You know that families need more than just emergency food and minimal shelter in order to have a complete life.
There are times when families fleeing violence in Iraq and Syria need food, urgent medical care, and short-term shelter more than anything else. But after that—after we’ve met their immediate needs—what’s next?
What’s next for housing? How are they going to put food in the pantry? What about their children’s education?
What is the next step toward healing? Often that step involves earning an income.
We’re committed to helping people rebuild their lives from the rubble of conflict—to give families more control over their lives by making them stronger and more confident.
As part of this coalition, you are helping refugees become small business owners, employers, and providers. You’re helping them find sustainable sources of revenue and hope for their families and local community.
Here’s how you helped families in northern Iraq take the first step toward well-being last month:
The Process Begins and Ends With Listening.
The first step is listening. Our team here in Iraq identifies men and women displaced from various parts of Iraq and Syria who have an idea, a vision. These individuals already have the knowledge and skills to move forward. Many of them have graduated from college, have work experience, or have logged thousands of hours at their trade. What they need is someone to listen to their plan and provide the tools to make it happen.
When someone enters our empowerment program, we conduct an initial interview to document their background and learn more about the members of their household, their skills, and their business idea.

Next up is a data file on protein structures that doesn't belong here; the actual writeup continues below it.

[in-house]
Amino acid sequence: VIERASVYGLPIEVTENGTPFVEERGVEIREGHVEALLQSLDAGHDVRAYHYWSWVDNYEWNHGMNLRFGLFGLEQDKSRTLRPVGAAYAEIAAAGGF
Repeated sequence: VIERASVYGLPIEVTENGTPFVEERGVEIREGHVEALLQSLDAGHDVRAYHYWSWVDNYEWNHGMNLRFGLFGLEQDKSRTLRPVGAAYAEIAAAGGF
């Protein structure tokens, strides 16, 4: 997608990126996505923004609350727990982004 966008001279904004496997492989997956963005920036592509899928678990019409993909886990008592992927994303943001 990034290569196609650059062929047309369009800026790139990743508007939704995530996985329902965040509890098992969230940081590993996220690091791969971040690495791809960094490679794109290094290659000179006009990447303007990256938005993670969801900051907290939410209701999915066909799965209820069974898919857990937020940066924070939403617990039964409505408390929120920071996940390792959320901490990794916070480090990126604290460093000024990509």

Next, we go to the bazaar with them to purchase the necessary tools and supplies. They receive a budget and decide for themselves what they need most.
After they begin their work, we make three or more follow-up visits over the next two months. We check product quality, take a look at their place of business, and if needed, offer coaching on advertising, budgeting, and making a business plan.
But these visits are also about deepening our relationship with our refugee friends—working through setbacks and celebrating successes together. Often, we develop meaningful bonds through laughter and tears.
Last month in Iraq, you helped Iraqi and Syrian refugees start new businesses and build existing ones. Men and women engaged in sewing, crochet, candle-making, soap-making, raising chickens and sheep, providing medical care, operating beauty salons, and more.
Each new business does more than just help the owner—the whole local economy is strengthened as raw materials are purchased close to home and profits are used to meet the family’s needs.
These Aren’t Projects to Us. They’re People.
You have given each person in our empowerment program the chance to do something tangible with their education and skills. In fact, it’s not about the program itself—it’s about the people impacted.
Here are three recent stories of seamstresses at work in one part of northern Iraq: